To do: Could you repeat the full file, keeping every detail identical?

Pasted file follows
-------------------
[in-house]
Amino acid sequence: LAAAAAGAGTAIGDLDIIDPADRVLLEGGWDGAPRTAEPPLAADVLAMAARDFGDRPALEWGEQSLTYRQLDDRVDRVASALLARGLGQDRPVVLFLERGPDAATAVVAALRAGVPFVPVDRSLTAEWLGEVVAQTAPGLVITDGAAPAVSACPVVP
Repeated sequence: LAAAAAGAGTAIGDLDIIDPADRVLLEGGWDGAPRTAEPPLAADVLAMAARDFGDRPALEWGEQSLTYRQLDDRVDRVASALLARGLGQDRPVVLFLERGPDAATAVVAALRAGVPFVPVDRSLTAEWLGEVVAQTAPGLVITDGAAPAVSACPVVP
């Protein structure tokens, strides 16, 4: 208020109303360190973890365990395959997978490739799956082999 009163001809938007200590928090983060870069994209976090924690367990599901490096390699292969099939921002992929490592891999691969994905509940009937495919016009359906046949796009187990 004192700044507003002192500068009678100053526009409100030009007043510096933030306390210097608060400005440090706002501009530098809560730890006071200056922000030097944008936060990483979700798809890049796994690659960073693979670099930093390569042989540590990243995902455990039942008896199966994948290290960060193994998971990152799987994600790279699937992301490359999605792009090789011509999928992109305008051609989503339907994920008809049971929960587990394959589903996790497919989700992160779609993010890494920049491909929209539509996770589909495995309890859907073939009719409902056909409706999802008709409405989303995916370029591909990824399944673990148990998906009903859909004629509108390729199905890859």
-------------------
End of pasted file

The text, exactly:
[in-house]
Amino acid sequence: LAAAAAGAGTAIGDLDIIDPADRVLLEGGWDGAPRTAEPPLAADVLAMAARDFGDRPALEWGEQSLTYRQLDDRVDRVASALLARGLGQDRPVVLFLERGPDAATAVVAALRAGVPFVPVDRSLTAEWLGEVVAQTAPGLVITDGAAPAVSACPVVP
Repeated sequence: LAAAAAGAGTAIGDLDIIDPADRVLLEGGWDGAPRTAEPPLAADVLAMAARDFGDRPALEWGEQSLTYRQLDDRVDRVASALLARGLGQDRPVVLFLERGPDAATAVVAALRAGVPFVPVDRSLTAEWLGEVVAQTAPGLVITDGAAPAVSACPVVP
């Protein structure tokens, strides 16, 4: 208020109303360190973890365990395959997978490739799956082999 009163001809938007200590928090983060870069994209976090924690367990599901490096390699292969099939921002992929490592891999691969994905509940009937495919016009359906046949796009187990 004192700044507003002192500068009678100053526009409100030009007043510096933030306390210097608060400005440090706002501009530098809560730890006071200056922000030097944008936060990483979700798809890049796994690659960073693979670099930093390569042989540590990243995902455990039942008896199966994948290290960060193994998971990152799987994600790279699937992301490359999605792009090789011509999928992109305008051609989503339907994920008809049971929960587990394959589903996790497919989700992160779609993010890494920049491909929209539509996770589909495995309890859907073939009719409902056909409706999802008709409405989303995916370029591909990824399944673990148990998906009903859909004629509108390729199905890859």